NJ is planning to use more transmission lines and a higher-capacity substation to boost the transmission rate to about 1,500 megawatts from 500 megawatts now.
New Jersey Power and Light said it would use “significant resources” to increase transmission capacity to 1,400 megawatts.
NJ Power and Lighting and NJ Transit are each building 1,200 megawatts of transmission capacity.
NJ Power and Solar announced a $1.6 billion plan to increase its transmission capacity by 50 percent and the NJ Transit Railroad Commission said it will invest $250 million in transmission upgrades.
In November, New Jersey Gov.
Chris Christie said the state had more than 2,000 transmission lines, adding that the state was “in the process of acquiring more” than 2.5 million miles of transmission lines.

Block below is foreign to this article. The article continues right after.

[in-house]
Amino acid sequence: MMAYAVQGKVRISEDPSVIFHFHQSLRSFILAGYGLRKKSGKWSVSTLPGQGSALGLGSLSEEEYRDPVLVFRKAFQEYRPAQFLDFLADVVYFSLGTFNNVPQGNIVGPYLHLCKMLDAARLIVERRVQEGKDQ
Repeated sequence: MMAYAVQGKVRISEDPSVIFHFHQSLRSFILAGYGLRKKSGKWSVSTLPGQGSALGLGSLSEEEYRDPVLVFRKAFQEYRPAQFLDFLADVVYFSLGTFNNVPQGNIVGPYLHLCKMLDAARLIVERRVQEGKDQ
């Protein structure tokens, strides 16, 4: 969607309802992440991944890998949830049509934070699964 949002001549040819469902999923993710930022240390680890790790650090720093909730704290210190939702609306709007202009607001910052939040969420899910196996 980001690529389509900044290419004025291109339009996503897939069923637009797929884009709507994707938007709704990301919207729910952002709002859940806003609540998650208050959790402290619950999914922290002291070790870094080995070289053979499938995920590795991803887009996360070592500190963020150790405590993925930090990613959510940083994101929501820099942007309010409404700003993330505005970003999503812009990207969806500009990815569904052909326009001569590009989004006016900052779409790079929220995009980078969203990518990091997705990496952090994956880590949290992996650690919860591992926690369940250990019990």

The plan to add more transmission will require a mix of upgrades.
It will require more money from the state and utilities to replace aging transmission lines as well as new transmission equipment.
As part of the plan, NJ Power said it had “significant plans” to upgrade the capacity of transmission poles, substations and substations.
It also plans to replace the transmission lines in the state’s metropolitan areas, which are used to transmit electric power to the rest of the state.
Some areas are already having issues, including the state capital, New Brunswick, where transmission lines were down and a substation was down for more than a week last month.
“The most important thing is to get this problem resolved as quickly as possible,” Christie said at the time.
Officials with New Jersey Transit said they are “working with NJ Power on this issue,” but the state is working to find an alternative source of transmission to keep up with the increase.